Nor was the residential school experience positive, despite comments from Conservative Sen. Lynn Beyak.
It’s easy to be blasé about the topic when you’ve never been around First Nation and Metis peoples who attended these institutions. It’s easy to believe certain things about the schools when you think certain things about First Nations.
But I attended Truth and Reconciliation Commission hearings into residential schools in Winnipeg as a reporter. One after another, I heard people speak and cry about their experiences.
It was clear these people weren’t testifying so they could be compensated for their suffering. They just wanted the injustices of the residential school system finally and fully acknowledged.
My views changed forever, as did those of most Canadians.
But there are still some Canadians who don’t understand how devastating residential schools were.
Beyak is a prime example.
The Conservative Party of Canada should clearly separate itself from the Ontario senator, as well as any other members of the Senate Conservative caucus backing her.
Last month, Beyak spoke about the good intentions of men and women who worked in the residential school system and how those good deeds are overshadowed by negative reports before, finally, dismissing the furor over her comments as “fake news.”
She remains oblivious about why indigenous people were bothered by her remarks.
Removing Beyak from the Senate’s aboriginal committee is a good start (what indigenous witnesses addressing the committee will be comfortable around her?).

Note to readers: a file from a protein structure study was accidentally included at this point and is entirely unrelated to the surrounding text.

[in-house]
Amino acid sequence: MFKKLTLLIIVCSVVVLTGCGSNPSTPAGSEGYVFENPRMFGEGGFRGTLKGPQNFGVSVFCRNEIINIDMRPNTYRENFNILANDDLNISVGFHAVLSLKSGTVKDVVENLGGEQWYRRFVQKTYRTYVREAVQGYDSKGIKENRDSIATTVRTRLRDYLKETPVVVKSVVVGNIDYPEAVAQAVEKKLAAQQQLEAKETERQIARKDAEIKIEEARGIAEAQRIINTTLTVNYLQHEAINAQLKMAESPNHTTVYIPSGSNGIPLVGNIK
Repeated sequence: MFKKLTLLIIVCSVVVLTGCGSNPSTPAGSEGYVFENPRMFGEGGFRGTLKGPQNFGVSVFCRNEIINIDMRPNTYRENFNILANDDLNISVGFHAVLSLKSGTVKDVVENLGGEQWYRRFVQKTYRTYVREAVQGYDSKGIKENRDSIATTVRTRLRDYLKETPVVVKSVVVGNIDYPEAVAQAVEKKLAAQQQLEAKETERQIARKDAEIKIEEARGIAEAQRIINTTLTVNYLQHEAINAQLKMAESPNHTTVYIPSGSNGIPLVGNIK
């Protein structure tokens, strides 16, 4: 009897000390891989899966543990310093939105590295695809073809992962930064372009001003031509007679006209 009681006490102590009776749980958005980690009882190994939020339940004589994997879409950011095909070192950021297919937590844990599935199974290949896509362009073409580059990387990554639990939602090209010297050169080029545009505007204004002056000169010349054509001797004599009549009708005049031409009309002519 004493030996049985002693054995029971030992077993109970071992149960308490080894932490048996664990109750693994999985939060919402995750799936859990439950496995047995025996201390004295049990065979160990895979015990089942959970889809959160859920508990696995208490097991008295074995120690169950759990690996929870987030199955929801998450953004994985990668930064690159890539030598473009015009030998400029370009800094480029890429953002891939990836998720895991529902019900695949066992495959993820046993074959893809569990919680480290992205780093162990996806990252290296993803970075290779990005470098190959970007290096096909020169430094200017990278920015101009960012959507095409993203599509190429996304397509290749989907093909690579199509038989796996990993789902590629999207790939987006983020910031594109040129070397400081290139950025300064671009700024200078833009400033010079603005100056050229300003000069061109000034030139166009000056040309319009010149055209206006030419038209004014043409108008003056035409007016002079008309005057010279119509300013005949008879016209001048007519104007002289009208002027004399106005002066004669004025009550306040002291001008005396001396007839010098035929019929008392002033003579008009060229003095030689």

But the Conservatives can’t just tuck this unfortunate episode away. Current party leadership must step up and clarify the Conservatives’ perspective on residential schools – and the candidates now running to take over the party leadership must speak up.
Beyak shouldn’t be evicted from the caucus but neither should she be defended.
In a recent encounter on Parliament Hill involving CBC reporters, Conservative Quebec Sen. Ghislain Maltais, chair of the agriculture committee, told Beyak that, “Every member of the caucus supports you.”
The silent members of the caucus need to stand up and challenge Maltais. Surely they don’t all support Beyak.
Beyak can criticize the Truth and Reconciliation final report and its recommendations as excessive. That’s fair. But she shouldn’t be entitled to create alternative facts.
What’s the end game of focusing on a minority of good experiences? Overwhelmingly, the residential schools experience was negative. And it was part of an horrific official government assimilation policy.
Beyak supporters predictably cry foul about censorship and the squelching of dissent. But the much-revered principle of freedom of expression should not provide cover for indefensible views.
In addition, Beyak is not a private citizen expressing her views. She’s a member of a national party caucus. The Conservative Party’s representatives must support the values and principles of the party. All parties vet their candidates before elections to make sure their records and statements match party goals. A senator isn’t elected, but she or he also represents a party and should face the same party scrutiny.
Party loyalists can’t just honour the parts of Stephen Harper’s legacy they like. In 2008, Harper’s Conservative government delivered an historic apology and settlement related to residential schools. This official government ceremony was not some minor motion that was forgotten by the time the ink dried on the paper.
The residential schools apology is now part of the Conservative political culture – and our nation’s history. Backing away from it now is unacceptable.
Beyak needs a reality check when she asserts she speaks for a “silent majority” of Canadians. An Environics Institute study in 2016 looked at public opinion on aboriginal peoples. It found that two-thirds of non-aboriginal Canadians had read or heard something about residential schools. And only one per cent said the schools “were not all bad.”
Residential schools are not ancient history. But Sen. Lynn Beyak’s perspective on them should be.
Joseph Quesnel is an independent policy analyst and commentator.